Photo by tvol on Flickr.

The Council just passed on second reading the bill to raise the fine for drivers who fail to yield to pedestrians from $50 to $250 and add points on the driver’s license.

Tommy Wells reintroduced his amendment to add another fine for blocking bike lanes, currently an illegal act but one with no fine. Before the recess, Wells tried to introduce the amendment, but some other Councilmembers wanted to first hear more research on the appropriate size of the fine.

Wells spoke with DDOT about the appropriate fine and compiled information on the level in other cities ($100 in San Francisco, $115 in Chicago and New York, $150 in Oregon). He settled on $65, just above the level of the double parking fine, but not so high as to create a financial burden or deter enforcement.

Drivers who blocked a bike lane while double parking would probably not receive two tickets, since according to Wells, most of the time MPD officers write only one ticket for the “primary infraction”, but may (though usually do not) write both tickets. Since not all bike lanes parallel parking lanes, Wells pointed out, we need a fine for parking in the bike lane especially for those instances when the officer couldn’t write a double parking ticket, but also to make clear that blocking a bike lane is more hazardous than just double parking in a vehicle lane.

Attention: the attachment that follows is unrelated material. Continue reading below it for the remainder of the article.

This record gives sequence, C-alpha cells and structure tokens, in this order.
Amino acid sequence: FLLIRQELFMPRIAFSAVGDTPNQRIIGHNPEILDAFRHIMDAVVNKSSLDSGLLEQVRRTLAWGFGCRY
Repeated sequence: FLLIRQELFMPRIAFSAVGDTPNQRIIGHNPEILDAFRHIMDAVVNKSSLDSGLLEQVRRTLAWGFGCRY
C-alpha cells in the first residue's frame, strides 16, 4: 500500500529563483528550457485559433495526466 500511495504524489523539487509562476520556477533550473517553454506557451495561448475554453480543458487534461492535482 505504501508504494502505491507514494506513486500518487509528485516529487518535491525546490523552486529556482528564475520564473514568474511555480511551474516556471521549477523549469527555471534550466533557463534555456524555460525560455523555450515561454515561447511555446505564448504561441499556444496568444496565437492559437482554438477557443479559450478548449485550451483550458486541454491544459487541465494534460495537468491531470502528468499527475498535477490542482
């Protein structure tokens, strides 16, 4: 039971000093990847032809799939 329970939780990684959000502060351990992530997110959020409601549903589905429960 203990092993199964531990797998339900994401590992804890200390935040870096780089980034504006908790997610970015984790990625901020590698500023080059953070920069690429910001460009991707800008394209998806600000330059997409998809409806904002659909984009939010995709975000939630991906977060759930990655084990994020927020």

Graham accepted the amendment as friendly and Phil Mendelson, who had raised some of the questions before, spoke up to praise the new amendment (and the bill itself). Mendelson specifically cited a recent case where a police officer killed a pedestrian on Wisconsin Avenue, but was not punished because the area had poor sight lines. As Mendelson pointed out, poor visibility is not an excuse for drivers to drive too quickly for conditions and hit pedestrians.

Carol Schwartz supported the bill but also took the opportunity to chide pedestrians and bicyclists who cross against lights.

The bill passed with no opposition on voice vote.

David Alpert is Founder and President of Greater Greater Washington and Executive Director of DC Sustainable Transportation (DCST). He worked as a Product Manager for Google for six years and has lived in the Boston, San Francisco, and New York metro areas in addition to Washington, DC. He lives with his wife and two children in Dupont Circle. Unless otherwise noted, opinions in his GGWash posts are his and not the official views of GGWash or DCST.